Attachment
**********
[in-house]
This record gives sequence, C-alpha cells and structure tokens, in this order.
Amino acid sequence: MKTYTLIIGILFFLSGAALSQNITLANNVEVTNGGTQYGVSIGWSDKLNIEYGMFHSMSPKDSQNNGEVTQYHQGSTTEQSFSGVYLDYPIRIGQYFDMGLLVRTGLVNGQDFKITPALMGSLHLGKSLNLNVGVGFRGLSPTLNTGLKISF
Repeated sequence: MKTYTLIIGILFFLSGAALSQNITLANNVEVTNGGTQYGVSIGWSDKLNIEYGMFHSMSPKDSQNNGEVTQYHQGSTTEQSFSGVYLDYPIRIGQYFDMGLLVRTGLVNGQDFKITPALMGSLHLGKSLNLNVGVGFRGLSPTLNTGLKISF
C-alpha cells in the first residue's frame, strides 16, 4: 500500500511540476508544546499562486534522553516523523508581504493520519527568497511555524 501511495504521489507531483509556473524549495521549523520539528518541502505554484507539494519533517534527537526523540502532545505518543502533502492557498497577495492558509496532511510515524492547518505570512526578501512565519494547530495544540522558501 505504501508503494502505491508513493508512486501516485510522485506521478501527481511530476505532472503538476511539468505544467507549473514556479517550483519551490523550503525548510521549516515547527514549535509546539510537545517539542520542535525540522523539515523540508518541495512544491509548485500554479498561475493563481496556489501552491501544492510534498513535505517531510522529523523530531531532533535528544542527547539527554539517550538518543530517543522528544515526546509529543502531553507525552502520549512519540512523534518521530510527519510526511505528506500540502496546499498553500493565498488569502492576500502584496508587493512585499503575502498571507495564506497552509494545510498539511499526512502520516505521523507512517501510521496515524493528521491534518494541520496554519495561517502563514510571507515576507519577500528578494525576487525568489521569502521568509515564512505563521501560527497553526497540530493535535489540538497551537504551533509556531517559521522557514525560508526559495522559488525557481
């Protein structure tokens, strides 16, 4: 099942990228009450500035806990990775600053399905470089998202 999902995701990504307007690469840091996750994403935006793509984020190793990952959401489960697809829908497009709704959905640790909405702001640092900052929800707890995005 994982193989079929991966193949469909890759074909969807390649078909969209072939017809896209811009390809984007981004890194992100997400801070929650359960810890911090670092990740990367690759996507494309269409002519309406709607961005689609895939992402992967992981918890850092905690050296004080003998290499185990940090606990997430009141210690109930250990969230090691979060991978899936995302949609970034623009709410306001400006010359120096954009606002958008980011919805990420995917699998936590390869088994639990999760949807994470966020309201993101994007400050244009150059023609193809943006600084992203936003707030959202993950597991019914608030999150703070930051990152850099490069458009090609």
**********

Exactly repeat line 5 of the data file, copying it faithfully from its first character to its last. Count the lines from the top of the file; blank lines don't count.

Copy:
C-alpha cells in the first residue's frame, strides 16, 4: 500500500511540476508544546499562486534522553516523523508581504493520519527568497511555524 501511495504521489507531483509556473524549495521549523520539528518541502505554484507539494519533517534527537526523540502532545505518543502533502492557498497577495492558509496532511510515524492547518505570512526578501512565519494547530495544540522558501 505504501508503494502505491508513493508512486501516485510522485506521478501527481511530476505532472503538476511539468505544467507549473514556479517550483519551490523550503525548510521549516515547527514549535509546539510537545517539542520542535525540522523539515523540508518541495512544491509548485500554479498561475493563481496556489501552491501544492510534498513535505517531510522529523523530531531532533535528544542527547539527554539517550538518543530517543522528544515526546509529543502531553507525552502520549512519540512523534518521530510527519510526511505528506500540502496546499498553500493565498488569502492576500502584496508587493512585499503575502498571507495564506497552509494545510498539511499526512502520516505521523507512517501510521496515524493528521491534518494541520496554519495561517502563514510571507515576507519577500528578494525576487525568489521569502521568509515564512505563521501560527497553526497540530493535535489540538497551537504551533509556531517559521522557514525560508526559495522559488525557481